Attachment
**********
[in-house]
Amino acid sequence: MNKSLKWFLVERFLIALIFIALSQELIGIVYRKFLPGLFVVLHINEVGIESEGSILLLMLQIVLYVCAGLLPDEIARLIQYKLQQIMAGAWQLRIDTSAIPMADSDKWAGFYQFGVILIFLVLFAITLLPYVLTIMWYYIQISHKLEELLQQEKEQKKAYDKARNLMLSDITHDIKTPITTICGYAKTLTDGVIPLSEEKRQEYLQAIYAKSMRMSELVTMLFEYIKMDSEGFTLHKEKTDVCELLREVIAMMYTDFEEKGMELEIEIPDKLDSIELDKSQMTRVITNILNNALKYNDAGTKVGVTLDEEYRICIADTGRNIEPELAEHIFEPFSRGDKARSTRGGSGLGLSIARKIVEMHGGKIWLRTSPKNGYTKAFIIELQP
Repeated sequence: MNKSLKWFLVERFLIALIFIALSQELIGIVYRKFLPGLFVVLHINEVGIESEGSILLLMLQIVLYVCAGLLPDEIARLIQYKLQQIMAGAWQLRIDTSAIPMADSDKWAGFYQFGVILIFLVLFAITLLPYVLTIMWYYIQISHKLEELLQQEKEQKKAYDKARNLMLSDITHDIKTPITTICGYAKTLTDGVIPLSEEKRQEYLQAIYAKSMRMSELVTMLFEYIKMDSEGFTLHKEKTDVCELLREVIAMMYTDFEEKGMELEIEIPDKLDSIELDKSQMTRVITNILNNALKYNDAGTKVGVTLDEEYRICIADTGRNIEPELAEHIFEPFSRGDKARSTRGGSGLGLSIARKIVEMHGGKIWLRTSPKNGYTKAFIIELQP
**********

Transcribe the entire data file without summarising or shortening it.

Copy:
[in-house]
Amino acid sequence: MNKSLKWFLVERFLIALIFIALSQELIGIVYRKFLPGLFVVLHINEVGIESEGSILLLMLQIVLYVCAGLLPDEIARLIQYKLQQIMAGAWQLRIDTSAIPMADSDKWAGFYQFGVILIFLVLFAITLLPYVLTIMWYYIQISHKLEELLQQEKEQKKAYDKARNLMLSDITHDIKTPITTICGYAKTLTDGVIPLSEEKRQEYLQAIYAKSMRMSELVTMLFEYIKMDSEGFTLHKEKTDVCELLREVIAMMYTDFEEKGMELEIEIPDKLDSIELDKSQMTRVITNILNNALKYNDAGTKVGVTLDEEYRICIADTGRNIEPELAEHIFEPFSRGDKARSTRGGSGLGLSIARKIVEMHGGKIWLRTSPKNGYTKAFIIELQP
Repeated sequence: MNKSLKWFLVERFLIALIFIALSQELIGIVYRKFLPGLFVVLHINEVGIESEGSILLLMLQIVLYVCAGLLPDEIARLIQYKLQQIMAGAWQLRIDTSAIPMADSDKWAGFYQFGVILIFLVLFAITLLPYVLTIMWYYIQISHKLEELLQQEKEQKKAYDKARNLMLSDITHDIKTPITTICGYAKTLTDGVIPLSEEKRQEYLQAIYAKSMRMSELVTMLFEYIKMDSEGFTLHKEKTDVCELLREVIAMMYTDFEEKGMELEIEIPDKLDSIELDKSQMTRVITNILNNALKYNDAGTKVGVTLDEEYRICIADTGRNIEPELAEHIFEPFSRGDKARSTRGGSGLGLSIARKIVEMHGGKIWLRTSPKNGYTKAFIIELQP